Bruce Arena is head coach of the men's National Team, leading the soccer team to three straight years of winning records in international play.
Had there been any doubters to begin with, Bruce Arena would have silenced them after his first year on the job as head coach of the U.S. Men's National Team. After compiling a 7-4-2 record, which included two victories over Germany, a 1-0 triumph over Argentina and a come-from-behind win over Chile, not to mention a strong third place showing at the 1999 FIFA Confederations Cup in Mexico, Arena has shown the confidence placed in him to guide the U.S. Men has not been misplaced.
As the first U.S. head coach with the advantage of a complete four-year World Cup cycle to build his program, Arena has shown unwavering faith in the young American player, utilizing Major League Soccer players as well as the usual suspects of overseas American professionals.
Since taking over in October, 1998, 47 players have earned at least one cap under Arena, including 17 players who have earned their first-ever international appearance. When the search for a new head coach began at the conclusion of the 1998 World Cup, some of the criteria that kept popping up included, among other things: a) an American coach, b) a coach with international experience, c) a coach that understands the American player, and d) a coach who knows how to develop American talent.
With his incredible success at the professional level and the collegiate level, international experience with the 1996 U.S. Olympic Team and a reputation as a great developer of talent, Arena was a perfect fit.
With 18 seasons under his belt as the head soccer coach at the University of Virginia and three more in Major League Soccer with D.C. United, Bruce Arena spent 21 seasons at the highest levels of club soccer in the United States.
At D.C. United the 48-year-old Arena has had the Midas touch. Despite winning the first two MLS championships and the 1996 U.S. Open Cup, perhaps his finest accomplishments came in international victories in 1998. First, United claimed an impressive victory in the CONCACAF Champions Cup final over Toluca, 1-0, on Aug. 16 in Washington, D.C. The victory crowned D.C. United as the club champion of CONCACAF, an amazing achievement for a team that didn't play its first game until 1996. The triumph put United into the Interamerican Cup, a two- leg battle with Brazil's Vasco da Gama which set the team up for the greatest triumph, a 2-1, two-game aggregate victory which crowned D.C. as the champion of the Western Hemisphere.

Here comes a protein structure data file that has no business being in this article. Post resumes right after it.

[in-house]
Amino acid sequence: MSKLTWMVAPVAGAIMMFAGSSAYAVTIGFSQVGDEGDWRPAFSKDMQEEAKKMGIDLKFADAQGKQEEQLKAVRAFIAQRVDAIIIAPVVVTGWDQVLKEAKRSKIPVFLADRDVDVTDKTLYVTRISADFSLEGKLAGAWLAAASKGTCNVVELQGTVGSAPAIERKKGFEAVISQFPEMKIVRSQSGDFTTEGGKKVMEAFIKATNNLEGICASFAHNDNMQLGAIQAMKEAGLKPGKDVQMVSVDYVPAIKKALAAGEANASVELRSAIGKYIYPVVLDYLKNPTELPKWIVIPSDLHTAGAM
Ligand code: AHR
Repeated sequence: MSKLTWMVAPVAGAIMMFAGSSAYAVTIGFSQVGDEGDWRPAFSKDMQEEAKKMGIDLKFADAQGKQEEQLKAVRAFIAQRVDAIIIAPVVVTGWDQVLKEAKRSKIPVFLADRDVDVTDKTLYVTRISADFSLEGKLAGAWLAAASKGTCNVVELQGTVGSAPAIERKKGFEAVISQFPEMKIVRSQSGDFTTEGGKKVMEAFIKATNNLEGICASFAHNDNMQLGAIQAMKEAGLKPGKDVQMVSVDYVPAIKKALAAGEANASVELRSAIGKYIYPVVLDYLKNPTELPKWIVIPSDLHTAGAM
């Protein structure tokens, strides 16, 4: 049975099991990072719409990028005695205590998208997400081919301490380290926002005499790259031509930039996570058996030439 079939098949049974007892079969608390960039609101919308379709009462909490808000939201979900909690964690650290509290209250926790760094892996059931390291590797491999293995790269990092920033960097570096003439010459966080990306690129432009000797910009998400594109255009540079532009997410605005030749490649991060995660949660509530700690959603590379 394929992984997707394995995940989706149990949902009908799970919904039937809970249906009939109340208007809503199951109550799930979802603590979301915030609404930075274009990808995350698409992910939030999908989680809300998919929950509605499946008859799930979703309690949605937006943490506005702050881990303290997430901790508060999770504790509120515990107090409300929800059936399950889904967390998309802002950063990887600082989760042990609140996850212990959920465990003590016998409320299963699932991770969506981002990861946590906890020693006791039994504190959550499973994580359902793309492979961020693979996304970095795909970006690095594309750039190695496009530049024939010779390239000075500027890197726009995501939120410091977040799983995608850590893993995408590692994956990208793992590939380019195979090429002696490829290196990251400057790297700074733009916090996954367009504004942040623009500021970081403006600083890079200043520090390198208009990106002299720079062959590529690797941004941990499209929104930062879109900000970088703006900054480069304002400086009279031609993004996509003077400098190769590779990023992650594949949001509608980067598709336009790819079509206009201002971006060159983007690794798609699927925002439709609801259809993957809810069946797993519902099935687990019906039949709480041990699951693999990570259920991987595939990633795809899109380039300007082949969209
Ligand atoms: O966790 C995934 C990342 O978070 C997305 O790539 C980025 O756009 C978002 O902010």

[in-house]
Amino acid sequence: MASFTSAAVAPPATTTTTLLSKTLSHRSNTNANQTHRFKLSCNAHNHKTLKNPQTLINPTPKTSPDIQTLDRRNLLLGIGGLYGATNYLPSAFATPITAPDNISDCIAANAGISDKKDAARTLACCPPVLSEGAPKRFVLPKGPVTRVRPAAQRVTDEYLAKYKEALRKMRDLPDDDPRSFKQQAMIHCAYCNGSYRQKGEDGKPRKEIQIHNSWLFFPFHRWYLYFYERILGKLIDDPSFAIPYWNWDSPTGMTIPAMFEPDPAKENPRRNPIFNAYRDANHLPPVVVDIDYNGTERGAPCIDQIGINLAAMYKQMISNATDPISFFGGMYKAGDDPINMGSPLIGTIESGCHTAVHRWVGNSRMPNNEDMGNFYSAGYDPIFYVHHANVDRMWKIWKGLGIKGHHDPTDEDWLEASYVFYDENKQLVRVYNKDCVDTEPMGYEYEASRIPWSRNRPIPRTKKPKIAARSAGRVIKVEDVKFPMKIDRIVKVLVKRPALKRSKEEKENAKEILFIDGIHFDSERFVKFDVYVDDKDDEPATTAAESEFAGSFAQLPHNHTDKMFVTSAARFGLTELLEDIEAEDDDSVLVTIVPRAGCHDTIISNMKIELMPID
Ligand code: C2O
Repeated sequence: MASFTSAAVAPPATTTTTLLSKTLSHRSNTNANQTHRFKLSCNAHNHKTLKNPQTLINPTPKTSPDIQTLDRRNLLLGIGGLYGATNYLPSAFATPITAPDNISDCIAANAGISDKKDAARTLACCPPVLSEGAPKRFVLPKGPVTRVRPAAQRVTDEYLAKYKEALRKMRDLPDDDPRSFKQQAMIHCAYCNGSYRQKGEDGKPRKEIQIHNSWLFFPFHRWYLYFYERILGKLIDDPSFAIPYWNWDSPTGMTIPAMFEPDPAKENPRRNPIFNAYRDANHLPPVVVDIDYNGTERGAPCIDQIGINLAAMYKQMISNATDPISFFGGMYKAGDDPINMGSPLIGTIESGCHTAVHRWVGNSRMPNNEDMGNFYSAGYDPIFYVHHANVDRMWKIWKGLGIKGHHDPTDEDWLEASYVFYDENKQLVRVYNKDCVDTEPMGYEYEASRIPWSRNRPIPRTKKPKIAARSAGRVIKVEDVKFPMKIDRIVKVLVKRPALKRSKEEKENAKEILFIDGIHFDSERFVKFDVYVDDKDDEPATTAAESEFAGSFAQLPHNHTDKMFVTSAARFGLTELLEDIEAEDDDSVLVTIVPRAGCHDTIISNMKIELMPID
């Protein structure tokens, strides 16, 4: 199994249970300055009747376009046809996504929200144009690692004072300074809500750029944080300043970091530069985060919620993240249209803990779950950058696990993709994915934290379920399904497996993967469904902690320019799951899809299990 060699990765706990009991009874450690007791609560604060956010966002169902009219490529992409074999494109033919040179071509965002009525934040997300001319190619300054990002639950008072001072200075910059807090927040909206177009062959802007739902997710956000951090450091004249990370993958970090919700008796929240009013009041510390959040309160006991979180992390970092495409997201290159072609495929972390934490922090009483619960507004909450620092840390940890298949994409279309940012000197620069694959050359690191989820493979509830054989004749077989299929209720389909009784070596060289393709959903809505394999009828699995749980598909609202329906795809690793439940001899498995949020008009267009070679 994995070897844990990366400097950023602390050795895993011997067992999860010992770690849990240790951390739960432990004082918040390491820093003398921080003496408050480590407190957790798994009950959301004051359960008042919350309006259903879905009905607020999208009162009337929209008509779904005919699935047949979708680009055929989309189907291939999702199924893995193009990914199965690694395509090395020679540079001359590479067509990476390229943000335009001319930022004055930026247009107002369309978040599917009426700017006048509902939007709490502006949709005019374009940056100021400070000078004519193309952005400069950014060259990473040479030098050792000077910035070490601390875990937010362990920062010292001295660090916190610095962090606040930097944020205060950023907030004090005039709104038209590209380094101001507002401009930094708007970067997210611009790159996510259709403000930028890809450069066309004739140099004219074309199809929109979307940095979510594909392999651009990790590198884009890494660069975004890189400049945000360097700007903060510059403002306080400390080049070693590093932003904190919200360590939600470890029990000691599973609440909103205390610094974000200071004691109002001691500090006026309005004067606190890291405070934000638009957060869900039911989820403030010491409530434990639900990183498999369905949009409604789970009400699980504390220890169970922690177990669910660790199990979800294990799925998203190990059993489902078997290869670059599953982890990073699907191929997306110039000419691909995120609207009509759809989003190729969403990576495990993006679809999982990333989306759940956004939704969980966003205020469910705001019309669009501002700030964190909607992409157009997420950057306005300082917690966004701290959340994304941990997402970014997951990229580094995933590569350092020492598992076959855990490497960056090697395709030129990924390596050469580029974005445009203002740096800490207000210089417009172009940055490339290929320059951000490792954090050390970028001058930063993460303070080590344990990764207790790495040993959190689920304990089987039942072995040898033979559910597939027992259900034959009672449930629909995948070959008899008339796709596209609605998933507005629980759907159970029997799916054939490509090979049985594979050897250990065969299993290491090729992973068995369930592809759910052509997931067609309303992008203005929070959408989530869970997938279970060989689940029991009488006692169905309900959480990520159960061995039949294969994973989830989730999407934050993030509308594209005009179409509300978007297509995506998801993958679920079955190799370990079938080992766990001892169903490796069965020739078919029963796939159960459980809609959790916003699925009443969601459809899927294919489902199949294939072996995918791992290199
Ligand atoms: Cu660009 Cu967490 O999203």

Those titles, combined with his four NCAA titles, one U.S. Open Crown, and two MLS Cup victories, marked Arena's eighth and ninth championship of the 1990s. To earn his two MLS titles, Arena built the team from scratch after being hired on January 3, 1996 for the team's debut season. That summer, the native of Brooklyn, N.Y., not only led United to victory in the inaugural MLS Cup, but guided the U.S. Under-23 National Team for 44 games through the Summer Olympiad in Atlanta.
With the Olympic team, Arena was widely credited with accelerating the development of a number of U.S. National Team players, including midfielder Claudio Reyna and defender Eddie Pope, both of whom became eventual starters on the USA's 1998 World Cup Team.
In 1997, Arena duplicated his efforts with United, advancing D.C. to a second MLS Cup title to earn MLS Coach of the Year honors.
When Arena took on the professional challenge of guiding D.C. United and the Under-23 National Team, it brought to a close an 18-year career as head soccer coach at the University of Virginia where he built the program into a perennial powerhouse, winning five NCAA Division I championships while amassing a record of 295-58-32. His winning percentage (.808) at UVa ranks among the best ever in collegiate sports, surpassing even legendary UCLA basketball coach John Wooden (.804).
Arena took over the soccer program at Virginia upon his arrival in Charlottesville in 1978 from Cornell University in Ithaca, N.Y., where he was an assistant lacrosse coach. Inheriting a Virginia program that had enjoyed modest success, Arena ran up a 21-6-3 record in his first two seasons. In 1980 the Cavaliers finished one-game under .500, but the following year began a 15- year run of winning seasons under Arena. In that time, Virginia appeared in 15 consecutive NCAA tournaments, won the NCAA title five times (including four consecutive from 1991-1994), and dominated the Atlantic Coast Conference by winning the conference regular season and tournament titles numerous times. For his efforts, Arena was the recipient of numerous accolades, including seven ACC Coach of the Year honors and the 1993 National Coach of the Year award.
Arena's previous soccer coaching experience came as head coach of the University of Puget Sound in Tacoma, Wash., in 1976, and as an assistant at Cornell in 1973. Until he relinquished his duties in 1985 to focus entirely on soccer, Arena was also an assistant men's lacrosse coach at UVa. Arena was an All-American in lacrosse at Cornell University, where he graduated in 1973. He earned All-American honors in both soccer and lacrosse while attending Nassau Community College from 1969 to 1971.
His experience also extends to the playing field, where he competed professionally in lacrosse with the Montreal Quebecois in 1975. A year later he played professionally for the Tacoma Tides of the American Soccer League. In 1973, Arena earned a cap for the U.S. as a goalkeeper in a 2-0 loss in Israel.